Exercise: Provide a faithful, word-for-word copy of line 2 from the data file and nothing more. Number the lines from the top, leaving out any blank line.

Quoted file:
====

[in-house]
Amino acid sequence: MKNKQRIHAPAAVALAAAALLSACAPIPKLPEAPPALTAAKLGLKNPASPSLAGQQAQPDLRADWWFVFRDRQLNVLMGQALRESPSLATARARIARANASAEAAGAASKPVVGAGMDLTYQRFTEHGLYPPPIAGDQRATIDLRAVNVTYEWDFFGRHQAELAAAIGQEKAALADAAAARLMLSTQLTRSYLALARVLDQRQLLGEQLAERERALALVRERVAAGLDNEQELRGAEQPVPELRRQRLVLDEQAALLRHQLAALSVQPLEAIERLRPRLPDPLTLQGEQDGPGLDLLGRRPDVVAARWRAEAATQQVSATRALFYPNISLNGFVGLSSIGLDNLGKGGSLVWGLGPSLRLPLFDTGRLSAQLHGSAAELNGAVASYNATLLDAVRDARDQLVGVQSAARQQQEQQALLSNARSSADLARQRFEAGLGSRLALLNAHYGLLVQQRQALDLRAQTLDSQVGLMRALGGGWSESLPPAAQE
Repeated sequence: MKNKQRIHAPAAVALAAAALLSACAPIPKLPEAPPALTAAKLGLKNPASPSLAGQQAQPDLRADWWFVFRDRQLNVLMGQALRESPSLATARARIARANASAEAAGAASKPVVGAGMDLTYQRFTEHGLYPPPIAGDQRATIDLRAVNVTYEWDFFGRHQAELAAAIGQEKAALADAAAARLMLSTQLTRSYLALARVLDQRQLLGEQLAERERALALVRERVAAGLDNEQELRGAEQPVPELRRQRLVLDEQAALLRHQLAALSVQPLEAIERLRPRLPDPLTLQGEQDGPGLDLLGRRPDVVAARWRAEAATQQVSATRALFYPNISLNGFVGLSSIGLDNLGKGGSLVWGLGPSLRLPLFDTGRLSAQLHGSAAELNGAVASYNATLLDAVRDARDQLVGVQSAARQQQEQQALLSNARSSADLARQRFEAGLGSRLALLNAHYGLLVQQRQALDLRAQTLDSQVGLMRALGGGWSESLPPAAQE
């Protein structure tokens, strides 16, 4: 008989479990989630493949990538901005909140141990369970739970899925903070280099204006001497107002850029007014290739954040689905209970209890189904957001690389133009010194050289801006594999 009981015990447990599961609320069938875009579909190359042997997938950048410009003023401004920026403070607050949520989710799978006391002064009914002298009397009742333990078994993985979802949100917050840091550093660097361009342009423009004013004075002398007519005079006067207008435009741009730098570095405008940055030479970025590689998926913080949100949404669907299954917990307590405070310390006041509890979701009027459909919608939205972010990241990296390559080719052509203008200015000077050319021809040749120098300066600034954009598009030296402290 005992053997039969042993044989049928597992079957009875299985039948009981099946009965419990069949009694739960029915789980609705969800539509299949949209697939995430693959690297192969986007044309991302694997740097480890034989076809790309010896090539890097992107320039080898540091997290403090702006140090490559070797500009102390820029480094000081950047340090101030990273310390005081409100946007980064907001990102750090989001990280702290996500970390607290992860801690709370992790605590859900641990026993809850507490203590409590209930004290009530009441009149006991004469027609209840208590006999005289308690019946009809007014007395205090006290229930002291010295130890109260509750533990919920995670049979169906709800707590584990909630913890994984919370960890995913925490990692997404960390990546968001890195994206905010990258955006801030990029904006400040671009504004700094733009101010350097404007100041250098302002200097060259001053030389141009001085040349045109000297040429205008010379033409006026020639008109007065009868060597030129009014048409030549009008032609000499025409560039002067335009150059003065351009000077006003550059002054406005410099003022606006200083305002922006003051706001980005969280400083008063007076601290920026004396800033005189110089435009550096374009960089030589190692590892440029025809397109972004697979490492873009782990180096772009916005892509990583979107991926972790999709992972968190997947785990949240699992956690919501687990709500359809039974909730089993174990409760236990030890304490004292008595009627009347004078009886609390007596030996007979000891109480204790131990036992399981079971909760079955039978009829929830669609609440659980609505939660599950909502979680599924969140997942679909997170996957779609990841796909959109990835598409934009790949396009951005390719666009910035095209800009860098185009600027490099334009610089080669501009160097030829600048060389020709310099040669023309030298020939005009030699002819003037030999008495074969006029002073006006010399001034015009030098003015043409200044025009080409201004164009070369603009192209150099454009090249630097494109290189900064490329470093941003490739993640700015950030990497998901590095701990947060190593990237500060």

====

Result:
Amino acid sequence: MKNKQRIHAPAAVALAAAALLSACAPIPKLPEAPPALTAAKLGLKNPASPSLAGQQAQPDLRADWWFVFRDRQLNVLMGQALRESPSLATARARIARANASAEAAGAASKPVVGAGMDLTYQRFTEHGLYPPPIAGDQRATIDLRAVNVTYEWDFFGRHQAELAAAIGQEKAALADAAAARLMLSTQLTRSYLALARVLDQRQLLGEQLAERERALALVRERVAAGLDNEQELRGAEQPVPELRRQRLVLDEQAALLRHQLAALSVQPLEAIERLRPRLPDPLTLQGEQDGPGLDLLGRRPDVVAARWRAEAATQQVSATRALFYPNISLNGFVGLSSIGLDNLGKGGSLVWGLGPSLRLPLFDTGRLSAQLHGSAAELNGAVASYNATLLDAVRDARDQLVGVQSAARQQQEQQALLSNARSSADLARQRFEAGLGSRLALLNAHYGLLVQQRQALDLRAQTLDSQVGLMRALGGGWSESLPPAAQE